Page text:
Almost Home - A Needed Perspective

Five Thousand Eight Hundred and Thirty Nine.  That’s the number of men and women from our nation’s armed forces who left for the wars in Iraq and Afghanistan and did not return alive.  You can find more on these brave men and women here: Honor the Fallen. Yet that is only one part of the number of those who have sacrificed greatly for our freedoms.

Over the course of the last year, my Army Reserve Battalion deployed in support of Operation Iraqi Freedom/Operation New Dawn.  The battalion operated in Iraq, Kuwait, and Afghanistan and we suffered one fatal casualty, SGT Kurt Kruize.

My unit is now home, they have received their DD214’s and reintegrated into civilian life. They have hugged their families, relearned the joy that is alcohol, and are dealing with all the issues that come with a sudden change from military to civilian life.  However…

I am not home.  Just before the unit left, something happened to me and I awoke in a hospital in Kuwait, was medevaced to Germany, and then brought to the Warrior Transition Unit at Fort Riley.  Let me be clear, although my condition is serious and likely related to previous combat, the incident that placed me in the hospital was not itself combat related.  Along the way, I have met many of my fellow “Wounded Warriors”, the Army term for people it broke in the sandbox and then brought back here to get fixed.  They suffer from many varied conditions: severe PTSD, Traumatic Brain Injuries, broken arms, broken legs, broken backs, and more.  Some need time to heal, some will never be completely right again.

This isn’t a post about me, it is about the thousands of Service Members who are dealing with wounds, some visible, some invisible, that they have suffered in the course of defending freedom.  Frequently I post here at Redstate about the importance of not forgetting the hundreds of thousands of troops still in harm’s way in two wars on the other side of the world.  Today I post about not forgetting the thousands of troops who will have months, years, perhaps the rest of their lives spent recovering from the wounds that could have, but didn’t make them part of the 5839.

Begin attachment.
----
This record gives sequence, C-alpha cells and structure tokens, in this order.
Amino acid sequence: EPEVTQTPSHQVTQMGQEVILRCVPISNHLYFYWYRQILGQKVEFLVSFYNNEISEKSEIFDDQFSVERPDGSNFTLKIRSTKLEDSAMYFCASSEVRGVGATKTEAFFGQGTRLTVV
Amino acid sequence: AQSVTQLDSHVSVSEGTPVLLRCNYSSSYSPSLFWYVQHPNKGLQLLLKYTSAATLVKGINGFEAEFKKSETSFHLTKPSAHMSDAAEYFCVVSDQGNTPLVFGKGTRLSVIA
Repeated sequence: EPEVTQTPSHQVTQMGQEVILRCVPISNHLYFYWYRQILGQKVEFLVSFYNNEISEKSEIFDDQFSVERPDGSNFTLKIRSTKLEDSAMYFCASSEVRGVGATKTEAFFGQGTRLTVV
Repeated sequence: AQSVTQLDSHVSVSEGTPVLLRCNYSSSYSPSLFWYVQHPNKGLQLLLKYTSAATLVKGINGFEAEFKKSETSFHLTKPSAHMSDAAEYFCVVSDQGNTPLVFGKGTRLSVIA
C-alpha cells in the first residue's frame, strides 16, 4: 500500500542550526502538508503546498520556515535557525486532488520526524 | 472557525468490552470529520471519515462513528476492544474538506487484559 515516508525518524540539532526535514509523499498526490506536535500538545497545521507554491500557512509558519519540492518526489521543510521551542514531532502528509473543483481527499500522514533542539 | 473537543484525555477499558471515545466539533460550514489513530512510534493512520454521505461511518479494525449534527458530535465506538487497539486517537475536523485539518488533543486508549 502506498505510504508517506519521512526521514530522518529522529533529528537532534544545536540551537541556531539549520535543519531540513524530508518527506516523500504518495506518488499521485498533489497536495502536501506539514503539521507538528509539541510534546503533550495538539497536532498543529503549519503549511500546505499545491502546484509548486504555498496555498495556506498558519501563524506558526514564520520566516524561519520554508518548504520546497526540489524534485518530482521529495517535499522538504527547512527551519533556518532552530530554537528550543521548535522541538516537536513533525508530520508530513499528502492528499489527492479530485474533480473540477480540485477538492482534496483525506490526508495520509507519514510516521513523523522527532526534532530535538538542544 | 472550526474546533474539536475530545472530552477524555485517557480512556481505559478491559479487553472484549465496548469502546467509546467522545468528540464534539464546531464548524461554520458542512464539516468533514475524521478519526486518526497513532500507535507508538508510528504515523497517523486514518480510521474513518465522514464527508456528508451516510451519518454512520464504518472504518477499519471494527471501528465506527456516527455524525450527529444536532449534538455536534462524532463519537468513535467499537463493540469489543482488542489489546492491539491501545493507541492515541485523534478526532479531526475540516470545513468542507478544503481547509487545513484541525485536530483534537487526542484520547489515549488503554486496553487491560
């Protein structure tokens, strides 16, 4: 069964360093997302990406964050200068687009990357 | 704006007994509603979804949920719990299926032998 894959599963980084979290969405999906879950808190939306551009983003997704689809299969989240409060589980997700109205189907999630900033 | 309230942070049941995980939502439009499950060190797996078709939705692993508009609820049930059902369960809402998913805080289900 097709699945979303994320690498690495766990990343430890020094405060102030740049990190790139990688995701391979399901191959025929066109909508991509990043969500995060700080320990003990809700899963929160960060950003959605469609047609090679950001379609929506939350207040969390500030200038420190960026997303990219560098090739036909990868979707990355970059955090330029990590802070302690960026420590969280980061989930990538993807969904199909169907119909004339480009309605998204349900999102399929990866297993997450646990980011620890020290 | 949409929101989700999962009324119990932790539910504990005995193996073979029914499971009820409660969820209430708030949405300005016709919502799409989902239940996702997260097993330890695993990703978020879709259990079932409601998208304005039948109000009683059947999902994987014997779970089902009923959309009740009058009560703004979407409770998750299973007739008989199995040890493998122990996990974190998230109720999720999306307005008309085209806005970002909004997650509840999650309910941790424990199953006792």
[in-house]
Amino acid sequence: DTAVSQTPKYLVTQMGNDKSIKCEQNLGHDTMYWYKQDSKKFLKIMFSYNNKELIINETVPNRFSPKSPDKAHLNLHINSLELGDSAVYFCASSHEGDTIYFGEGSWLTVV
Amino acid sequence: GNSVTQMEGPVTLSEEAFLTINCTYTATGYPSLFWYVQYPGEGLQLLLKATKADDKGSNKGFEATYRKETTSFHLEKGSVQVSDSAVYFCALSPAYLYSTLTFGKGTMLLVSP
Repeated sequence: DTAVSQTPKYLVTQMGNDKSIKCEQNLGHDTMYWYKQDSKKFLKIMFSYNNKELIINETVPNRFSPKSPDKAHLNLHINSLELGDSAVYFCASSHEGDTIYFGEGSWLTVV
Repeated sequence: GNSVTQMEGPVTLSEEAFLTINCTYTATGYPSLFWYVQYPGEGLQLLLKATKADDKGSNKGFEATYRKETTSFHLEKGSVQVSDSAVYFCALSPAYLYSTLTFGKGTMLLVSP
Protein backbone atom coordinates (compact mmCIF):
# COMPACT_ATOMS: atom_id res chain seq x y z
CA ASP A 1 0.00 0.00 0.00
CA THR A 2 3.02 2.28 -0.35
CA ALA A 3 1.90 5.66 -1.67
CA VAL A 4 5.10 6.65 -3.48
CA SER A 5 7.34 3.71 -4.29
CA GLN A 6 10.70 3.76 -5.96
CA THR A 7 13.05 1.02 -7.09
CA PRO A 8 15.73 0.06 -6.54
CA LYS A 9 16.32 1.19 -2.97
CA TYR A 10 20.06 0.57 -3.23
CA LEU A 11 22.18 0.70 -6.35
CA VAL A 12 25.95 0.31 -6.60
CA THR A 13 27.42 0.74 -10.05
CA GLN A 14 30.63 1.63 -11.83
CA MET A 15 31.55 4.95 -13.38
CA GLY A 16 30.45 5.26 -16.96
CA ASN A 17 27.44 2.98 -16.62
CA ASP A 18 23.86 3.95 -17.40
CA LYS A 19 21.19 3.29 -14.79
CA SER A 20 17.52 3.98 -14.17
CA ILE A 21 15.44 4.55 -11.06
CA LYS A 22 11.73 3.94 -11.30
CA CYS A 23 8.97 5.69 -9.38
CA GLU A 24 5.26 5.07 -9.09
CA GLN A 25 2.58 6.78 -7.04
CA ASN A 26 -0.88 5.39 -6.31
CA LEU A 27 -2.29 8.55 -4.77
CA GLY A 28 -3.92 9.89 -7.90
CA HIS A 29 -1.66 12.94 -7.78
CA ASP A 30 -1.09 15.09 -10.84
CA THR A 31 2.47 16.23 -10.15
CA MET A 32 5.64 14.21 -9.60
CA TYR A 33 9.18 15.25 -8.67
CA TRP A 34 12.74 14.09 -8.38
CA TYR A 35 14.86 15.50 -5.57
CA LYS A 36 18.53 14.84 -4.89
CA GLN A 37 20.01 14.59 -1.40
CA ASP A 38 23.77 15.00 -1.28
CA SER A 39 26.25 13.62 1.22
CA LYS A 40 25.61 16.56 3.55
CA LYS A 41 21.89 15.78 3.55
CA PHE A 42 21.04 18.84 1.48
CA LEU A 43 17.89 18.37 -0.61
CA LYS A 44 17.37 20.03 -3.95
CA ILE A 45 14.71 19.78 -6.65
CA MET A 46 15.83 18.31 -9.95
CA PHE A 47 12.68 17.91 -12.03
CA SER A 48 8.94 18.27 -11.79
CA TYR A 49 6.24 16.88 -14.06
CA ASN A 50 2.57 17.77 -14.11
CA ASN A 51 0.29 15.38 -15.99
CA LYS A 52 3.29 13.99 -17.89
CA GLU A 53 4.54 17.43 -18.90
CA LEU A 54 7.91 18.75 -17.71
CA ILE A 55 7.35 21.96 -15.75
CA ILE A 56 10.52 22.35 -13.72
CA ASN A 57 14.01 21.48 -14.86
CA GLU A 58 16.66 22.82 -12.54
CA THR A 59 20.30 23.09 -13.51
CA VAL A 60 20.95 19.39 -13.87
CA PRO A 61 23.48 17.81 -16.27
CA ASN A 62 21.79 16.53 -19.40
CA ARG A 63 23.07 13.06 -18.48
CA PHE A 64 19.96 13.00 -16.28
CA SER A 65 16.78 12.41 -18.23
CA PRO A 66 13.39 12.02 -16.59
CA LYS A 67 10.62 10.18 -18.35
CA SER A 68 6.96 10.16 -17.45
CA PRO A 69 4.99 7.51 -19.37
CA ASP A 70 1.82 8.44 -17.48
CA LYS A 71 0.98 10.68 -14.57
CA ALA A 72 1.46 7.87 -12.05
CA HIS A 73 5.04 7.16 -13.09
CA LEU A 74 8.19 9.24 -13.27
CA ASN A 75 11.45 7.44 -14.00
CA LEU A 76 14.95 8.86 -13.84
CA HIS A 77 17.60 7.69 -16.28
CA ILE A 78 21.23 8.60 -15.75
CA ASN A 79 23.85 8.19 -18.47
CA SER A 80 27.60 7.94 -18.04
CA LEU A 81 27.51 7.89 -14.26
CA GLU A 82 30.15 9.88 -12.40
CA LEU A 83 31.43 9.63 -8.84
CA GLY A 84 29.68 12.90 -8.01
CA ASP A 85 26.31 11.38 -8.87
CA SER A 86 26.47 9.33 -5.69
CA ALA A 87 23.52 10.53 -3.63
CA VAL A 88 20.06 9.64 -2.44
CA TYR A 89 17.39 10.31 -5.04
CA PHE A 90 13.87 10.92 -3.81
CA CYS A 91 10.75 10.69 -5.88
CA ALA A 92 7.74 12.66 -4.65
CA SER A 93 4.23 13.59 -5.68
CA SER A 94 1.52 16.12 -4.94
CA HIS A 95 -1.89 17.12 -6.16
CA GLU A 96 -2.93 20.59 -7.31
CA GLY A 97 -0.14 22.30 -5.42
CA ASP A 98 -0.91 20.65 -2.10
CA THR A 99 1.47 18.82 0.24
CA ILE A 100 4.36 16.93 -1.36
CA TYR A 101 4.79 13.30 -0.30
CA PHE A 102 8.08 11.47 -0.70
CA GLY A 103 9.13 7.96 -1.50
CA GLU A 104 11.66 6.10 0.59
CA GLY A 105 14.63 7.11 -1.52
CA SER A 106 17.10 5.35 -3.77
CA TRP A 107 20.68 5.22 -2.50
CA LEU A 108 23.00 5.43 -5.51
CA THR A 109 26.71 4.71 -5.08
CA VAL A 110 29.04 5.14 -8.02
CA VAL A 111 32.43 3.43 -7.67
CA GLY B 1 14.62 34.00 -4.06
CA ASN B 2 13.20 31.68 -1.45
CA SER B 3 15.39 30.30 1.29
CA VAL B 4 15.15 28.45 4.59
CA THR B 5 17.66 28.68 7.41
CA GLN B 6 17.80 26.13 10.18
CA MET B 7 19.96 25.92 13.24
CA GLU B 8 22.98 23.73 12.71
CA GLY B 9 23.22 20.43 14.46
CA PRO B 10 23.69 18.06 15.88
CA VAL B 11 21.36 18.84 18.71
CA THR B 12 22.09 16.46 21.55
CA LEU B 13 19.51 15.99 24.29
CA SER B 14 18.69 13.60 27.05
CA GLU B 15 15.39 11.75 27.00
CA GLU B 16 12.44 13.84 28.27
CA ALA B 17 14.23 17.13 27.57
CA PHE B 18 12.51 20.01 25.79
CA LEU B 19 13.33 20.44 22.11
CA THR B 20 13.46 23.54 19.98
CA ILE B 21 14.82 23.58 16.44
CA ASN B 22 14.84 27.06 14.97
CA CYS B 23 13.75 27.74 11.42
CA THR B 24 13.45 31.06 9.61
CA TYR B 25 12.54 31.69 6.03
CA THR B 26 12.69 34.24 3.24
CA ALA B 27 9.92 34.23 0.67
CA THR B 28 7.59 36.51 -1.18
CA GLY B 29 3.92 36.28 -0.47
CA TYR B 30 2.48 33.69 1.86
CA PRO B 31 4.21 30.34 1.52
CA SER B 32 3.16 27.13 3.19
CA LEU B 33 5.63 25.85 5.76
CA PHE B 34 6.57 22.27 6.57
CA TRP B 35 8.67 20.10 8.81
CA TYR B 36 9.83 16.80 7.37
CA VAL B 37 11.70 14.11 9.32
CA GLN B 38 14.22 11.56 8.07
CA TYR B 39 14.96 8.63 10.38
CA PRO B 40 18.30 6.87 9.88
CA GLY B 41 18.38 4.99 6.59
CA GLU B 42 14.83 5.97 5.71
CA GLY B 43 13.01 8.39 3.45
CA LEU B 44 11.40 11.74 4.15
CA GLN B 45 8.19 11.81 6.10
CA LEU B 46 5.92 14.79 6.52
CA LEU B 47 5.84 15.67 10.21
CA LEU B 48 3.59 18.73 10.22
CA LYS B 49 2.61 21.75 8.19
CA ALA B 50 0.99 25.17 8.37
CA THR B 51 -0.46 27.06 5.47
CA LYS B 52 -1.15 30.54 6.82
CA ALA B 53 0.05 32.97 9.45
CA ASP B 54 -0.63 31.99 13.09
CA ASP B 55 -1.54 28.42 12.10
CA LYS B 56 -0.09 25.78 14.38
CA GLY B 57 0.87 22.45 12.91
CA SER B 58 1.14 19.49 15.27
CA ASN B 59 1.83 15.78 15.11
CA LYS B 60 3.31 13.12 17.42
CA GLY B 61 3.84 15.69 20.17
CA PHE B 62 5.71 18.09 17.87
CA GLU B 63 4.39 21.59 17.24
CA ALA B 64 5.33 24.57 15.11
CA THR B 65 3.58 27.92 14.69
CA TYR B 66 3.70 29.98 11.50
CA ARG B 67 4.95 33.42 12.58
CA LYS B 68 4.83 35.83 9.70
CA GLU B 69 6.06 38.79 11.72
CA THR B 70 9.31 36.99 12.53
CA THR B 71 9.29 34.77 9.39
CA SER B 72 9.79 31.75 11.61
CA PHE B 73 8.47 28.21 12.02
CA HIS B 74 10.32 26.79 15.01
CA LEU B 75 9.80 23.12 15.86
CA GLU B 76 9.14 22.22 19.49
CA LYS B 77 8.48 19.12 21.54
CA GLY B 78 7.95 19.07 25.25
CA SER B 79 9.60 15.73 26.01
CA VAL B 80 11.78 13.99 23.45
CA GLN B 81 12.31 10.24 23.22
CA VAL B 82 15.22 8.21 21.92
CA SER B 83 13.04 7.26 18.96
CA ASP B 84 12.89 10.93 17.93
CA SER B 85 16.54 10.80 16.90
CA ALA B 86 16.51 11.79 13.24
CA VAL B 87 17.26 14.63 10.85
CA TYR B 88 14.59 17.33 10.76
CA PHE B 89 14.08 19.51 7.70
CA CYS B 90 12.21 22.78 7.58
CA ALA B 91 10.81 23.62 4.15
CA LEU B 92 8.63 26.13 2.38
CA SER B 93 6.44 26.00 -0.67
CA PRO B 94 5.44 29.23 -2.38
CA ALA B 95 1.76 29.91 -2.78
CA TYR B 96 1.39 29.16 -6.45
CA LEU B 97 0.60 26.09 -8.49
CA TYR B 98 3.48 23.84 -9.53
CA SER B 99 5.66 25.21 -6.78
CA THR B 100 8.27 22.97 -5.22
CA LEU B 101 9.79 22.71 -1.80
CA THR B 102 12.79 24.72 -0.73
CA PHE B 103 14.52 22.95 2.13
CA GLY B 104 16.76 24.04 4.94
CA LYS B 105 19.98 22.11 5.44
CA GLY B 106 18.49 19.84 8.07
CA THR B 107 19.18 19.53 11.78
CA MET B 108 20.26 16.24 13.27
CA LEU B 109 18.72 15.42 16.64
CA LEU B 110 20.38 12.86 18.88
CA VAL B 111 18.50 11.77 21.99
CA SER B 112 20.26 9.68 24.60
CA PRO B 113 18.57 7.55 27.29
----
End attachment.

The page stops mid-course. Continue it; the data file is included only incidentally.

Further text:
The Wounded Warrior Project has long been one of my favorite organizations.  When Soldiers get on cold medevac flights in Germany with little but the clothes they were wearing when they were sent, they also have a blanket, a hat, an UnderArmor jacket and an airplane pillow supplied by the Wounded Warrior Project. When Soldiers get to a Military Treatment Facility here in the states, the Wounded Warrior Project provides them with WWP’s, a backpack containing assorted clothing a Soldier can use.

So that you will know more of what it is like to be in this situation I will give you a brief tour.  One minute, you are doing your job, inside or outside the wire, on day just like all the rest.  The next thing you know, you find yourself in a Combat Support Hospital(CSH).  If you are lucky, your uniform has not been destroyed either by the incident or by the medical team trying to stabilize you.  You may be in a great amount of pain, or as I was, you may be so full of medicine that your only real memories of this time are those relayed to you by others.  You have little to none of your gear.  Luckily, before I was air evaced to Germany, my Soldiers were able to get me a bag containing some of my things.  Many troops do not get that.  After some time in the CSH, depending on the severity of your injury, you are flown to Germany, where you are evaluated and care truly begins.  If you are stable and well enough to travel, they send you to the States and place you in a Warrior Transition Unit.  In a warrior transition unit, your care is managed and the Army begins to decide what the future holds for you.  For some, this means a medical board to medically retire, some stay in the WTU for months or years while they are treated, some are returned to duty, some are released from active duty to seek care from civilian doctors.  This is a very scary time for many, dealing with injuries, spending time in 5, 10 or more beds in a couple of weeks, being away from family and friends and away from the unit of brothers and sisters in arms that they are so closely bonded to.

Unless you have experienced this, you cannot understand, but hopefully you all now have a better idea.  We often hear the media joyfully quote the number of those lost in these conflicts, but we rarely hear about the fates of those who come home broken.  If you want to help, contact the Wounded Warrior Project.  Remember to pray for the families of those lost, and pray for the recovery of those whose commitment to your freedom has left them less than when they left.

I will be returning home soon to receive further care from civilian doctors.  I am one of those lucky enough to spend Christmas this year with my family.  My condition makes it unlikely that I will return to posting regularly for a while, but I will be here at times and I am always thankful for the work that you all do to maintain freedom in the greatest country on earth.  While my brothers and sisters in the military defend us from those who would take our freedoms from the outside, you all defend us against those who would take them on the inside.

God bless America.